We are judging each other a lot more often during the pandemic. Maybe it’s because there’s more to judge. Maybe it’s because the stakes are high. Maybe it’s because we’re bored and frustrated and want to feel like we’re taking action in some way. Maybe it’s because the social etiquette of the quarantine is kind of like the wild west.
But judging, broadly, is a blunt force. It’s not very useful in its generalized and unarticulated form.
Getting frustrated by how other people are behaving or not behaving during the pandemic seems pretty futile.
If we actually do something based on our judgement then maybe it could be useful. It depends on what we do. But if we just get upset and make ourselves more anxious, then we’re not helping.
Once we investigate our judgements we can decide whether or not there’s something to do in response. Maybe we can do something with our feelings of judgement. Maybe we can have an uncomfortable but potentially meaningful conversation with somebody who we love about something they are doing (or not doing). Maybe we can write to our representatives and express our concern about a specific public policy. Or maybe we’ll realize that what we’re judging is something (or someone) that is — realistically — completely out of our sphere of influence.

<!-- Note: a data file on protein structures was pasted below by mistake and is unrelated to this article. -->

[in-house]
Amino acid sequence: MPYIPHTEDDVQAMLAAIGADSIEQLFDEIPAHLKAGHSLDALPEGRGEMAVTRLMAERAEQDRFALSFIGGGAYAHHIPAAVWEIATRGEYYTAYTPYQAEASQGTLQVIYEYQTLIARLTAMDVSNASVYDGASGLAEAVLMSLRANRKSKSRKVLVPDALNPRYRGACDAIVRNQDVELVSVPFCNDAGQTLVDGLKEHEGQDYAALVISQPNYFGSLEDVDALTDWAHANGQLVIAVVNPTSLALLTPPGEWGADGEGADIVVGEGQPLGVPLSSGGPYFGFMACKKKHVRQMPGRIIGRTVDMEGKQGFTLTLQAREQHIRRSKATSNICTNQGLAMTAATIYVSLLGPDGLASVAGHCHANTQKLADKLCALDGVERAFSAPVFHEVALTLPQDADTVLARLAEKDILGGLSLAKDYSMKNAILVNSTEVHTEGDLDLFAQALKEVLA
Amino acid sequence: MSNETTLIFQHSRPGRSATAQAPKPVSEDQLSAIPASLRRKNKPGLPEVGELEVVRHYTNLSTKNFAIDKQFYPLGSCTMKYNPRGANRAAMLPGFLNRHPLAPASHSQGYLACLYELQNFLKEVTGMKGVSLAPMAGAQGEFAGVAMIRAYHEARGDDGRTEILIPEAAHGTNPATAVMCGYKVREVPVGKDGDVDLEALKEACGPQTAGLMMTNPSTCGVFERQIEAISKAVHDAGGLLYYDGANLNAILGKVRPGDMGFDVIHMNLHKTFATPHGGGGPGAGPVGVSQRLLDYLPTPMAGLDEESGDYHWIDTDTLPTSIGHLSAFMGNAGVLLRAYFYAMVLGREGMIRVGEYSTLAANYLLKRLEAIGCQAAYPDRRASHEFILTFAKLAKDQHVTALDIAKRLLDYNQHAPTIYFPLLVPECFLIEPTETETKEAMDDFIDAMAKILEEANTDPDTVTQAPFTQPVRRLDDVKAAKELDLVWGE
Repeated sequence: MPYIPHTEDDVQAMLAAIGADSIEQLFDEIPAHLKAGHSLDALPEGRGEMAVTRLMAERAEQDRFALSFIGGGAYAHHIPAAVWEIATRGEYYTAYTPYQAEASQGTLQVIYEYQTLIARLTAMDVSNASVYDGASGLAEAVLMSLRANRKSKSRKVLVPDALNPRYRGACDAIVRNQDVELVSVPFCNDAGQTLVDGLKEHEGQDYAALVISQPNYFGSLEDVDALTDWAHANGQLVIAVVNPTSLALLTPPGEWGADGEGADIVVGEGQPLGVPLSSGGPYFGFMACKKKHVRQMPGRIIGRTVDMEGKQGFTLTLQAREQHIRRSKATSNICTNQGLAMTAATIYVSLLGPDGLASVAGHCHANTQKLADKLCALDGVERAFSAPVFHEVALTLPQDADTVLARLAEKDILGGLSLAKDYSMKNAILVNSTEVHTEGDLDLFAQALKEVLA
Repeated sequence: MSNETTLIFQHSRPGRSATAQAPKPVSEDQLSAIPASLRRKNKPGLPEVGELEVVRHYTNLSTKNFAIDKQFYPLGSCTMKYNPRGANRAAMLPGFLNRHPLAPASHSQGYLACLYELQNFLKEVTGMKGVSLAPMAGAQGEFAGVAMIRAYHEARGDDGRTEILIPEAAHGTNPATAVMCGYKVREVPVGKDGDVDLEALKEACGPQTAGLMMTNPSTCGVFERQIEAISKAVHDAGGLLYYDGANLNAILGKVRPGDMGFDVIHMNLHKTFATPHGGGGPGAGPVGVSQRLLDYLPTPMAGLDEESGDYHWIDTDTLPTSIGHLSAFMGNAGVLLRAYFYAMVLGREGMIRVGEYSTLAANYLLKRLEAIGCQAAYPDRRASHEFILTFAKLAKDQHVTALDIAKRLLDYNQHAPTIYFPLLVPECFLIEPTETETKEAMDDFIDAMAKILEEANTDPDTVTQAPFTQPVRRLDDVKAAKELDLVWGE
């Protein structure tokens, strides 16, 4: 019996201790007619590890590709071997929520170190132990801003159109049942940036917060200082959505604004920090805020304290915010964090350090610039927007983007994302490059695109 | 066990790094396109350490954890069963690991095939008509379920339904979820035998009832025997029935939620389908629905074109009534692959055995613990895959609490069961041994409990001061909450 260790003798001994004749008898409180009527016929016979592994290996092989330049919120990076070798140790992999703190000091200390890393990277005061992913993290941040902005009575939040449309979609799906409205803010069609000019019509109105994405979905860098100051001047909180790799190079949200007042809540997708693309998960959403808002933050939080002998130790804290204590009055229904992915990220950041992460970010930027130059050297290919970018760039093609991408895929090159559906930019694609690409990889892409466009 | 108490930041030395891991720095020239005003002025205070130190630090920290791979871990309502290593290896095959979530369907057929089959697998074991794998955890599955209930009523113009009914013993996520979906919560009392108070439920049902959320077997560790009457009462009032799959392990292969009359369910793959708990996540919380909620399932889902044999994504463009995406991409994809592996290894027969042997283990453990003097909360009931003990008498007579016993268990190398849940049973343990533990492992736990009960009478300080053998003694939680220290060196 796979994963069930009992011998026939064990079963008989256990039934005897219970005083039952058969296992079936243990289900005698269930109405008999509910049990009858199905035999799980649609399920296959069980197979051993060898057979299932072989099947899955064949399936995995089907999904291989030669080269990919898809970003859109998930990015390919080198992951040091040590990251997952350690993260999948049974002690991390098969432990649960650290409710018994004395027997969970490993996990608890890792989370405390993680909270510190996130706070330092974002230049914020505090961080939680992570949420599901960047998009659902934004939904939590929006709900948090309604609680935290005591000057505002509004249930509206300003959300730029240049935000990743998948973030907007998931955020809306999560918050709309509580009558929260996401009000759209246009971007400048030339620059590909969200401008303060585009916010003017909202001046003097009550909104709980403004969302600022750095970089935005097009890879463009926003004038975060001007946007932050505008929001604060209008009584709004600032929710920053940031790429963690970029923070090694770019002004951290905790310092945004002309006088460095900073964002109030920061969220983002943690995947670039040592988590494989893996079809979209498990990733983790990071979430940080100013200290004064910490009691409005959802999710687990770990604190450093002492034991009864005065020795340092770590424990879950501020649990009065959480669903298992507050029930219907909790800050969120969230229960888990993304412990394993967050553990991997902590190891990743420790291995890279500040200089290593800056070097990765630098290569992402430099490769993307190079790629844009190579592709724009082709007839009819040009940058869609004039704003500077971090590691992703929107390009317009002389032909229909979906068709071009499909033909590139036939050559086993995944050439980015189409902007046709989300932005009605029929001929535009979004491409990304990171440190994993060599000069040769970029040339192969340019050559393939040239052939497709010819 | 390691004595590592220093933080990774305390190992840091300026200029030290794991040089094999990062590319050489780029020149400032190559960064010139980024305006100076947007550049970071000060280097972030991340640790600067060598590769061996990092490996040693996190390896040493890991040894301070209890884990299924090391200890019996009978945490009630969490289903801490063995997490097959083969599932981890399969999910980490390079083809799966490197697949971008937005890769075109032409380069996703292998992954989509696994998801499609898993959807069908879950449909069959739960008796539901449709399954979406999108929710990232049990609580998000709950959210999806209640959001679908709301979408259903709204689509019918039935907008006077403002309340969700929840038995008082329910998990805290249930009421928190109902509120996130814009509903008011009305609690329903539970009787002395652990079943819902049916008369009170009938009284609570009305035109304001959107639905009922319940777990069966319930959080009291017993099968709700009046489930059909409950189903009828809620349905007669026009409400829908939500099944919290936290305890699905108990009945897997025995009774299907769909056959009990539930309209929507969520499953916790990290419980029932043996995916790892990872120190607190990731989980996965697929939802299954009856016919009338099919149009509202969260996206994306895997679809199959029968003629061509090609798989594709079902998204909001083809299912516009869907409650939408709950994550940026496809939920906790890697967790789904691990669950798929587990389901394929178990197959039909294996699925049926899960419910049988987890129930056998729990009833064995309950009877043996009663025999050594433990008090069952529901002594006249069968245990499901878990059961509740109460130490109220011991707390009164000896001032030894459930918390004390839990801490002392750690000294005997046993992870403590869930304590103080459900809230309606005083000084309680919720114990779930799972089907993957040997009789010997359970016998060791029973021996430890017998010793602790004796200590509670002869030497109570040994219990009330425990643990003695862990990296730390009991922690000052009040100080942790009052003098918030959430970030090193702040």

In order to get to the point where we can decide what to do about our response, we first need to notice that we are judging.
So we should keep an eye out for it.
Once we notice that we are judging, we can begin to investigate our judgement and we can decide whether or not it’s connected to something that we can control or something that we can’t control.
But until we notice that we’re judging, we’re not helping anybody.
When we notice that we are judging we can break out the trance-like state of just being annoyed, and we can decide what to do about what we’re feeling.